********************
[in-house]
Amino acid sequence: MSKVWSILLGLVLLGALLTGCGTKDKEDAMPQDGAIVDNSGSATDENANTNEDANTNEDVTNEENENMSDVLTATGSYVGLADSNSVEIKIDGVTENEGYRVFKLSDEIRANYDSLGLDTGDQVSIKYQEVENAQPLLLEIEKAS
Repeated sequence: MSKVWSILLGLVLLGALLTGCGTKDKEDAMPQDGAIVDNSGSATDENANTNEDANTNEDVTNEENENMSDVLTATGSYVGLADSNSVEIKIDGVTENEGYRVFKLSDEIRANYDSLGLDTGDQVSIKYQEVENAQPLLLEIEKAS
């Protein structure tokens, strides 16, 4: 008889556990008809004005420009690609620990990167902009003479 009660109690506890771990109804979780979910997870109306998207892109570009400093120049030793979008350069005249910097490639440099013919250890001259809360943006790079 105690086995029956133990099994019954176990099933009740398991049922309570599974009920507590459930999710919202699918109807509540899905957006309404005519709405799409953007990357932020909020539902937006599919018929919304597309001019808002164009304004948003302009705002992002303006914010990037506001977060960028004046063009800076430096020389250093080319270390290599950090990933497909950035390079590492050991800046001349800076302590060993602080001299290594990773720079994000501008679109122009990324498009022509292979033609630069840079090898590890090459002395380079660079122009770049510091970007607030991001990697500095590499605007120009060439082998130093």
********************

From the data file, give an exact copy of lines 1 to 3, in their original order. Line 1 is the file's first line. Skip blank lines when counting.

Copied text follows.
[in-house]
Amino acid sequence: MSKVWSILLGLVLLGALLTGCGTKDKEDAMPQDGAIVDNSGSATDENANTNEDANTNEDVTNEENENMSDVLTATGSYVGLADSNSVEIKIDGVTENEGYRVFKLSDEIRANYDSLGLDTGDQVSIKYQEVENAQPLLLEIEKAS
Repeated sequence: MSKVWSILLGLVLLGALLTGCGTKDKEDAMPQDGAIVDNSGSATDENANTNEDANTNEDVTNEENENMSDVLTATGSYVGLADSNSVEIKIDGVTENEGYRVFKLSDEIRANYDSLGLDTGDQVSIKYQEVENAQPLLLEIEKAS